A Piestewa Peak pilgrimage
And the steep uphill battle against harmful, antiquated names
Zig-zagging up the side of Piestewa Peak in January, a hiker’s eyes are left to scour an endless stretch of desert for a break from the monochromatic.
The sheer elevation over the surrounding Phoenix metro guarantees an indisputable beauty nonetheless. From the trailhead, Arizonans appear to traverse the terrain like ants on an anthill.
But the mountain’s history, unlike its winter color palette, is more complicated.
Throughout most of the 20th century and into the 21st, Piestewa Peak, also known as Vainom Do’ag by the Pima, instead carried a name considered derogatory to Native Americans.
It’s a name still used for more than 600 places across the country today, according to the Native American Rights Fund. Only in November was the term officially recognized as derogatory by the U.S. government.
But in 2003, the Phoenix mountain was reborn as Piestewa Peak, named after Lori Piestewa: documented as the first Native American woman to die in combat for the United States, and the first woman in the U.S. military to die in the Iraq War.
Piestewa, a Hopi woman from Arizona, died from her injuries following an ambush by Iraqi forces on March 23, 2003, just three days after President George Bush had declared war.
When considerations to move away from the mountain’s derogatory title came, Piestewa Peak and Swilling Peak were top contenders. Locals voiced their opinions, and the rest is history.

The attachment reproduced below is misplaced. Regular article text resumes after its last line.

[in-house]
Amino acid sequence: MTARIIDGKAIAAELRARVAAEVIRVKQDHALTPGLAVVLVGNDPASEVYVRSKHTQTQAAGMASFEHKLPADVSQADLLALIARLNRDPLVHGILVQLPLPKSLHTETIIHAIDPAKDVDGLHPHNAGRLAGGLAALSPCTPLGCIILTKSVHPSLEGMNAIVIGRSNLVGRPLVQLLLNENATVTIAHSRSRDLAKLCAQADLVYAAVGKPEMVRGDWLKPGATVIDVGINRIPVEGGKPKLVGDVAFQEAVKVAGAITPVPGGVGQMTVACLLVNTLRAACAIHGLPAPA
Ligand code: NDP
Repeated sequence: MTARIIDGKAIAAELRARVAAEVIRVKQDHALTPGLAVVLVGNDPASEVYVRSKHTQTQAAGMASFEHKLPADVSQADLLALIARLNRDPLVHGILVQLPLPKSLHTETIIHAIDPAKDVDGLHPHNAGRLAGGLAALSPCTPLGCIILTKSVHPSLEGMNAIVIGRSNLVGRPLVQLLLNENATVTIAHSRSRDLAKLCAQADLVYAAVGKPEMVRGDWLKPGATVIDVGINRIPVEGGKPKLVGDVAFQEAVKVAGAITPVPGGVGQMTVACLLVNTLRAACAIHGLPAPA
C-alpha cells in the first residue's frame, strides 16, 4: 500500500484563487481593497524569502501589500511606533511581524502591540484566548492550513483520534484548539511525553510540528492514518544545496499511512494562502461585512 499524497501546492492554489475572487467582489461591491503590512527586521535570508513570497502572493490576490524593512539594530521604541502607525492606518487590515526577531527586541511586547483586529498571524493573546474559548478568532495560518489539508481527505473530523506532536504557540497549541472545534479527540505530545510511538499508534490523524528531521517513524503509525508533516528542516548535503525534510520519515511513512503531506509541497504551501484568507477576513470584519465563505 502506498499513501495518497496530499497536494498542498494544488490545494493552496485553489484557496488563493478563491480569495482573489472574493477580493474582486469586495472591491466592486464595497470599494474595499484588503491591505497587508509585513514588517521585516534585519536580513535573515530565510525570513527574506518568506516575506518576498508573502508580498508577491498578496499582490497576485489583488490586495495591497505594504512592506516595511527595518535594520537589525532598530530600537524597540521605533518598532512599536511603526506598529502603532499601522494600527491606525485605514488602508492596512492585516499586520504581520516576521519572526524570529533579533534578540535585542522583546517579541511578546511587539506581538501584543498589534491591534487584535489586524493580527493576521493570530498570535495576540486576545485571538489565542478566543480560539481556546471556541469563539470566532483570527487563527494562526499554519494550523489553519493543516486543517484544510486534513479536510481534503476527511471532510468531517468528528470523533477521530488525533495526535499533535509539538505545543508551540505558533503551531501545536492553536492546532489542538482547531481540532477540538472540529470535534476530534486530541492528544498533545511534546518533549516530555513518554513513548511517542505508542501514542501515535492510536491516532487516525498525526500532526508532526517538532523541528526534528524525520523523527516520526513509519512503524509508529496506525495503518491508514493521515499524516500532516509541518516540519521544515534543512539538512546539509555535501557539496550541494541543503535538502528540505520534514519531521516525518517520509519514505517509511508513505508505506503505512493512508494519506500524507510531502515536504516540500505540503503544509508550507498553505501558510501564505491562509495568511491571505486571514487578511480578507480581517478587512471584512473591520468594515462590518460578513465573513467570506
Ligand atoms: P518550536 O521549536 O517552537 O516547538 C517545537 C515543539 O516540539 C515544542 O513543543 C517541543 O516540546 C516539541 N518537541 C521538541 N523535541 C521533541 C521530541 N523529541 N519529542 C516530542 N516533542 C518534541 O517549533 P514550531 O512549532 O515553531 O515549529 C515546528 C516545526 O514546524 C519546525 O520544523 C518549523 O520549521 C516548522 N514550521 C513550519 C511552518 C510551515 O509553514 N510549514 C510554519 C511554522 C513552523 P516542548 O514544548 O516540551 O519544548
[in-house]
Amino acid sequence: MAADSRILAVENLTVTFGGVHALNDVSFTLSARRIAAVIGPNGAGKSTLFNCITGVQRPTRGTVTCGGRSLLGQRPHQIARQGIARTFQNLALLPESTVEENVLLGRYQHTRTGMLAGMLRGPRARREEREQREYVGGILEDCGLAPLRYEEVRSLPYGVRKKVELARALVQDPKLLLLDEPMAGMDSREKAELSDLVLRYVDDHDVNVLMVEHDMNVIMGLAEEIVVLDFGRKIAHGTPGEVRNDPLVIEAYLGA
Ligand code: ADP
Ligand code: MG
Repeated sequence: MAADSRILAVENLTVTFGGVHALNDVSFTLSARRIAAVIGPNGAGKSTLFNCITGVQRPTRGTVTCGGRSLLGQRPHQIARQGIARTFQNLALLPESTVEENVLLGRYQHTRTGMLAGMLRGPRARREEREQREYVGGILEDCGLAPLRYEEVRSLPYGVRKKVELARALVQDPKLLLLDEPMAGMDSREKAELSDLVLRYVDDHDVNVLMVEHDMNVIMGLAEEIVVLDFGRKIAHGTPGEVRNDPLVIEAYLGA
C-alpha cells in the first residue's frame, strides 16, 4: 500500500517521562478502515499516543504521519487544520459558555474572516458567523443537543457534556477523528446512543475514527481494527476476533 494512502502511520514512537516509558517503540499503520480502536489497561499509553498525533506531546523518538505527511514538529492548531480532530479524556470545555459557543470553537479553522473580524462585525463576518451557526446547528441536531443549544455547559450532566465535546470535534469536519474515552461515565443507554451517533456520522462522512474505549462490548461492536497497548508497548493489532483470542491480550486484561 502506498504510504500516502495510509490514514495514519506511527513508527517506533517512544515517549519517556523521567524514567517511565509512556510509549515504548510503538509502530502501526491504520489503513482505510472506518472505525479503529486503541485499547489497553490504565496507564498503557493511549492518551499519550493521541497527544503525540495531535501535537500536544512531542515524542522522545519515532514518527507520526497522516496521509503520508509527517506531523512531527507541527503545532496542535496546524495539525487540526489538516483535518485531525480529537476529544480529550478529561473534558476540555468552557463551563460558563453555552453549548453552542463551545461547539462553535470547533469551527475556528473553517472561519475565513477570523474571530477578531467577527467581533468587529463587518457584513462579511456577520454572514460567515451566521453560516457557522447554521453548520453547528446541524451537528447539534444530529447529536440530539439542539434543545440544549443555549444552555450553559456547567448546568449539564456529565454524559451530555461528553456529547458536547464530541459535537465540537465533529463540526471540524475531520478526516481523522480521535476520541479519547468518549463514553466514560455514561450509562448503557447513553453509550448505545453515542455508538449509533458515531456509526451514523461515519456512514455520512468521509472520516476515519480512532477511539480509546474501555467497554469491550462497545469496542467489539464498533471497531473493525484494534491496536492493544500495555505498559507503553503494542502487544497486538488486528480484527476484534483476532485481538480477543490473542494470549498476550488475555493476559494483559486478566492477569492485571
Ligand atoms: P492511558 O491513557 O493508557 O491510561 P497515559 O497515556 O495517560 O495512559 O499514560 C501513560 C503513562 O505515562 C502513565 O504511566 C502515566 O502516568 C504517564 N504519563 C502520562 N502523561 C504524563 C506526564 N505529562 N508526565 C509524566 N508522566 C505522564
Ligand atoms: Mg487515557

The decision was recognized federally in 2008 when the U.S. Geological Survey accepted the change.
Still, countless landmarks across the country cling to harmful names with a white-knuckled grip.
What’s being done?
In November, the Department of the Interior announced the Advisory Committee on Reconciliation in Place Names, bringing together representatives of native and civil rights groups as well as historians and anthropologists.
Six of the 17 positions are reserved for tribal and Native members, Indianz reported. Nominations are now open.
“Racist terms have no place in our vernacular or on our federal lands,” said Secretary of the Interior Deb Haaland, the first Native American cabinet secretary in history, in a November statement. “Our nation’s lands and waters should be places to celebrate the outdoors and our shared cultural heritage — not to perpetuate the legacies of oppression.”
Studies have found that derogatory names for streets, landmarks and even professional sports teams can have negative psychological effects on members of the targeted group.
There are hundreds of name changes similar to Piestewa’s currently pending approval by the federal government, though Haaland’s department promises to accelerate the process.
Plenty of work remains, but every name counts.
“Native Americans are present in this city,” Hopi Chairman Chief of Staff Bruce Talawyma said in Indian Country Today after new signage honoring Piestewa was installed at the trailhead. “This is the icon for us — and for it to bring attention to Lori Piestewa is a big, big step in the right direction.”